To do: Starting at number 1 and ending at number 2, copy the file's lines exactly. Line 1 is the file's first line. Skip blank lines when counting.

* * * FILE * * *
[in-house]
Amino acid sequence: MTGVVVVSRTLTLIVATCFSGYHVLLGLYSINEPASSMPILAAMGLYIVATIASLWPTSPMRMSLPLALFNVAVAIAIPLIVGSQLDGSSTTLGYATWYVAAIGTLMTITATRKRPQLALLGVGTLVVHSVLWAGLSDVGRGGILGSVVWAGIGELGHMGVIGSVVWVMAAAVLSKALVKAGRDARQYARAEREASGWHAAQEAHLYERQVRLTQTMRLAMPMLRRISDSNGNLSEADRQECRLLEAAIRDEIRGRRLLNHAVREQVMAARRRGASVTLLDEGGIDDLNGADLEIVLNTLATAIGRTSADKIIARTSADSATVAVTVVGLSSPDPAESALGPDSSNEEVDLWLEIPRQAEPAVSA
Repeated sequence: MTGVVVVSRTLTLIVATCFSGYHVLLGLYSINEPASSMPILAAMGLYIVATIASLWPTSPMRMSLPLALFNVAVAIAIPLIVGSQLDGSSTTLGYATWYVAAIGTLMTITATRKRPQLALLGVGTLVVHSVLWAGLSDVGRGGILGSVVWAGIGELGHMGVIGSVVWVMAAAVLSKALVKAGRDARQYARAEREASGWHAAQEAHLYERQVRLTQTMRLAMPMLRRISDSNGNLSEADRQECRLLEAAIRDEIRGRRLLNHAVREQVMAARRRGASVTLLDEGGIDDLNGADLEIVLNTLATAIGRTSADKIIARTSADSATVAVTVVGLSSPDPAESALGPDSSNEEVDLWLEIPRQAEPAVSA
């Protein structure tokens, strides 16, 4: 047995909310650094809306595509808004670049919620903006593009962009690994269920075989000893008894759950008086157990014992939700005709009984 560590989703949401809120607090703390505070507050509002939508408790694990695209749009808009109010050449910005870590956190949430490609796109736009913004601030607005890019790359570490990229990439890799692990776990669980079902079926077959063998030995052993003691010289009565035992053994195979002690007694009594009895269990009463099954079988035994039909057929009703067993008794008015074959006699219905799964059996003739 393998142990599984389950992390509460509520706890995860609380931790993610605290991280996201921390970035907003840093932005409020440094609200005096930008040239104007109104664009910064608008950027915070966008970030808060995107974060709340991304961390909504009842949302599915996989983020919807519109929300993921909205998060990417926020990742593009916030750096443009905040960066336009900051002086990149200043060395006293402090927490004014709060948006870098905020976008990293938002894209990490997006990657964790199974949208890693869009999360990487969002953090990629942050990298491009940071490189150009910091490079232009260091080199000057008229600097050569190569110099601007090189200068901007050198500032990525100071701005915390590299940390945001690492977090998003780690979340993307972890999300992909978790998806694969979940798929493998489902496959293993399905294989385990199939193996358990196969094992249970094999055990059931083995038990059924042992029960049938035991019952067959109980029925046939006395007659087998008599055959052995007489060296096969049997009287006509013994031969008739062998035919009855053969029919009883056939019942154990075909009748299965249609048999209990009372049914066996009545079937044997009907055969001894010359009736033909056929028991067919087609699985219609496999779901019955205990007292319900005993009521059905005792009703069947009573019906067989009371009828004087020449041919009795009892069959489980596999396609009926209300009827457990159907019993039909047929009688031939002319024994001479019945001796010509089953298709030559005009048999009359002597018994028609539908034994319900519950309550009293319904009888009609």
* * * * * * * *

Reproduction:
[in-house]
Amino acid sequence: MTGVVVVSRTLTLIVATCFSGYHVLLGLYSINEPASSMPILAAMGLYIVATIASLWPTSPMRMSLPLALFNVAVAIAIPLIVGSQLDGSSTTLGYATWYVAAIGTLMTITATRKRPQLALLGVGTLVVHSVLWAGLSDVGRGGILGSVVWAGIGELGHMGVIGSVVWVMAAAVLSKALVKAGRDARQYARAEREASGWHAAQEAHLYERQVRLTQTMRLAMPMLRRISDSNGNLSEADRQECRLLEAAIRDEIRGRRLLNHAVREQVMAARRRGASVTLLDEGGIDDLNGADLEIVLNTLATAIGRTSADKIIARTSADSATVAVTVVGLSSPDPAESALGPDSSNEEVDLWLEIPRQAEPAVSA